“The right to an adequate standard of living is enshrined in Article 25 of UDHR as well as Article 11 of ICESCR.

Fulfilment of this right depends on a number of other economic, social and cultural rights, most importantly for the purposes of this section—the right to work. According to SPC, 41.3% of Samoans are in the workforce, yet the unemployment rate is only 5.1%."

“This likely reflects the high level of informal employment that exists in Samoa as approximately two-thirds of the population is dependent on agriculture for food and livelihood."

“It is positive that a large majority of people are actively engaged in livelihood activities; however it ties poverty strongly to agricultural performance. This can deprive many families of sustainable, stable livelihoods and prevent them from meeting their basic needs in an increasingly monetised society."

“Further, there is a particular lack of formal employment and other opportunities for school leavers and youth, with 16% youth unemployment in 2011, an issue which will persist, noting the proportion of Samoa’s population under 19.”

The report also looks at ways to mitigate cultural and religious financial obligations, which are major contributors to hardship and poverty in Samoa.

“From a cultural perspective, Samoa must be commended for its strong sense of community, which often acts as a safety net for the vulnerable members of society,” the report reads.

“However, survey participants noted the cost and burden fa’alavelave (traditional obligations) and church contributions can place on families. This is an issue that also relates to students withdrawing from tertiary studies due to inability to meet costs."

“When misunderstood or misused these important cultural norms can unfortunately inhibit the ability of Samoan families to escape poverty. It is important that these cultural obligations are respected and valued; while at the same time should take into consideration the needs of vulnerable families who simply cannot afford to uphold these obligations.”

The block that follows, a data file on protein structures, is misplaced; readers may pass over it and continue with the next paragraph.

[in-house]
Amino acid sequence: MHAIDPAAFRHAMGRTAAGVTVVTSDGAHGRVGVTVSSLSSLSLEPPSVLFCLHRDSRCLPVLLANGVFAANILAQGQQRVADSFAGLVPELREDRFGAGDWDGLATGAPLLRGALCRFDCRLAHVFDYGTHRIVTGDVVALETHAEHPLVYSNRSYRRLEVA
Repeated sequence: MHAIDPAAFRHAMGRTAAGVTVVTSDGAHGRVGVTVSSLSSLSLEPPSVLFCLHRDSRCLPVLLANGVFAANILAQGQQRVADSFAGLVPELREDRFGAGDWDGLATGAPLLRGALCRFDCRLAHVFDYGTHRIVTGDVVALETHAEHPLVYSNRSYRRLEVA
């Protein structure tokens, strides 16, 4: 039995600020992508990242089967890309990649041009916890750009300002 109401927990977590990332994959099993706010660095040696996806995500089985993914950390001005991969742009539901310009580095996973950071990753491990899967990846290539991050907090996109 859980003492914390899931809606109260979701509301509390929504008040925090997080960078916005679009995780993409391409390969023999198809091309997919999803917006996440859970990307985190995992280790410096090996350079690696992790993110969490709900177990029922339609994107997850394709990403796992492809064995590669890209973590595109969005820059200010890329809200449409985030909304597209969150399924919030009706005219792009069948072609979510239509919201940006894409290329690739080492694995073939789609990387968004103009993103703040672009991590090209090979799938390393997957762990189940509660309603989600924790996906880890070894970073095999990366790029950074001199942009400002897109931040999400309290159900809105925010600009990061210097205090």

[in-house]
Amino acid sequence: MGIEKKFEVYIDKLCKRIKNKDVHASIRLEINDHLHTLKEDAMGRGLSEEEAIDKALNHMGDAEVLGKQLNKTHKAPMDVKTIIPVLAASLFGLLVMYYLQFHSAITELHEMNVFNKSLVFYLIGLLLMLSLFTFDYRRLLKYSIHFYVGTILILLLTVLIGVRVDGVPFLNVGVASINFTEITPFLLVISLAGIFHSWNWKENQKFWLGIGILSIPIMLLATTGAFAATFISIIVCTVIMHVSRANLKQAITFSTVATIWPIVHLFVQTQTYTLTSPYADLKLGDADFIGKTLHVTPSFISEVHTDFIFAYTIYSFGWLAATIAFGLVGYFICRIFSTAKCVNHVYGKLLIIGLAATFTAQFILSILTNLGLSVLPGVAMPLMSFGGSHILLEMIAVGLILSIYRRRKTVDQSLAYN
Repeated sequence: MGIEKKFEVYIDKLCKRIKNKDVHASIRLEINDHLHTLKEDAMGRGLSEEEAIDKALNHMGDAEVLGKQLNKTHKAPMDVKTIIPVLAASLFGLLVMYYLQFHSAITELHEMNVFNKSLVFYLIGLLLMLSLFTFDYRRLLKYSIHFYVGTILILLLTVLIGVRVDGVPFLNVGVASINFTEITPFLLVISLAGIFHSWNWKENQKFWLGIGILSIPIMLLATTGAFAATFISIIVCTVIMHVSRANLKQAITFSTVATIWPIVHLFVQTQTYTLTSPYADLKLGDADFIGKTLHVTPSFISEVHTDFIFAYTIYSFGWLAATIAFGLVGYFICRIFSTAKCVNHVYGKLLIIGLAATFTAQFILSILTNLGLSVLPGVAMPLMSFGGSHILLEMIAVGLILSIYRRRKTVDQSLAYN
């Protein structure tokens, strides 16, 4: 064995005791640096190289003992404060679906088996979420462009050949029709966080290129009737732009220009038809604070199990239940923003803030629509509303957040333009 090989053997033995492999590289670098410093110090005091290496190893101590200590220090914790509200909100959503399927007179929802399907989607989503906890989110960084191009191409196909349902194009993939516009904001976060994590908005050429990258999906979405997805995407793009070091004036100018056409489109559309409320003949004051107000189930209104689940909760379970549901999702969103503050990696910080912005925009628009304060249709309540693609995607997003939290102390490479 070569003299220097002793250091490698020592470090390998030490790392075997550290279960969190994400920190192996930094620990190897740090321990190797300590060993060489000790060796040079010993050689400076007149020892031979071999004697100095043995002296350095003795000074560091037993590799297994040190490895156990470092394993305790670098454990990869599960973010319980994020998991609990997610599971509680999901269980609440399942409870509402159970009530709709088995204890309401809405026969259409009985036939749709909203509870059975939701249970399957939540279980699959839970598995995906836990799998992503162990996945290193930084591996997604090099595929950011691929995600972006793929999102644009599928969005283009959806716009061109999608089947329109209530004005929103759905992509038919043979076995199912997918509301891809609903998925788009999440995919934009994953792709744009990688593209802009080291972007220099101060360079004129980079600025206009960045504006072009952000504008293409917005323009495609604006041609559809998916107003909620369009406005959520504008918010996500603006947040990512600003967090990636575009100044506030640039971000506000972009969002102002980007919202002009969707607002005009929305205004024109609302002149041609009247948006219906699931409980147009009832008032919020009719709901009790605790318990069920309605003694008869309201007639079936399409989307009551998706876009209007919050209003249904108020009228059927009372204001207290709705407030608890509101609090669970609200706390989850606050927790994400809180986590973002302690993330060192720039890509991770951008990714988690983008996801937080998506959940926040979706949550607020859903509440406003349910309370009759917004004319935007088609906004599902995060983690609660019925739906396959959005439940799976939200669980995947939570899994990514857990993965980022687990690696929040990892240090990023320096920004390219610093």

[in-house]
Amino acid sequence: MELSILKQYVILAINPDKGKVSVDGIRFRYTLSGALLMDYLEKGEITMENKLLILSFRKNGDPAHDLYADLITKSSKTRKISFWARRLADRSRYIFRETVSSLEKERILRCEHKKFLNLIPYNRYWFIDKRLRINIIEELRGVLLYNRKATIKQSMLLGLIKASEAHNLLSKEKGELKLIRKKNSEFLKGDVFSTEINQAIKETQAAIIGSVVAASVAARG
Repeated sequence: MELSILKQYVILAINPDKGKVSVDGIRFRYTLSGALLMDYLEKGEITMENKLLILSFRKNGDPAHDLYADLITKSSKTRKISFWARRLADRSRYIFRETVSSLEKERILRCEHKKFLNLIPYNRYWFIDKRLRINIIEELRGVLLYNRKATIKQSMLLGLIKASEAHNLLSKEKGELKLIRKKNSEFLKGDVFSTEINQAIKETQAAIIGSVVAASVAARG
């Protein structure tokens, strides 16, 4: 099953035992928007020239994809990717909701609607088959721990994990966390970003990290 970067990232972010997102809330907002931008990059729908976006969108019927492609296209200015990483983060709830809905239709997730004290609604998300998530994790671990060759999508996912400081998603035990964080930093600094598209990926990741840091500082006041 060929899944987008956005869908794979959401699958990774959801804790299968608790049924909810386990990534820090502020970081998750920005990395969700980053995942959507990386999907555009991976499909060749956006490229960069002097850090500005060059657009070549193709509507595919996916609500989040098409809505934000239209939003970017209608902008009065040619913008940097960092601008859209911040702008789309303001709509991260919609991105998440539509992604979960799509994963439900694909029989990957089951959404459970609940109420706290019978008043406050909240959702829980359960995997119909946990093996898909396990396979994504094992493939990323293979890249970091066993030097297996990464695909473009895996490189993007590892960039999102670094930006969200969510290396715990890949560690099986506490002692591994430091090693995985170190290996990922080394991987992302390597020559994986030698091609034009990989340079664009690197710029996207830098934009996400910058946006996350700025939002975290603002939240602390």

Among the recommendations in the report is one for the village councils and churches to consider alternative ways to minimise cultural and religious financial obligations, particularly for financially vulnerable community members.

Overall, the NHRI admits that the human rights issues identified in the Report present challenges for Samoa to overcome.

“The Government has taken a number of progressive legal and policy initiatives to address these issues,” the report concludes.

“However, inadequate implementation of these measures due to insufficient resources, the need to dispel misconceptions around human rights, and the lack of concerted efforts to collect meaningfully disaggregated data continue to act as an obstacle to the progressive realisation of human rights, especially for Samoa’s most vulnerable."

“This Report has attempted to highlight existing gaps between the recognition of human rights in the country and their implementation."

“The Report has also attempted to illustrate human rights issues within the Samoa context in order to educate and encourage acceptance of human rights with Samoans."

“The NHRI hopes that the recommendations provided will serve as a catalyst for change and that the second cycle of the UPR will highlight the need for more actions on the part of Samoa to meet its human rights obligations.
Source: PAC News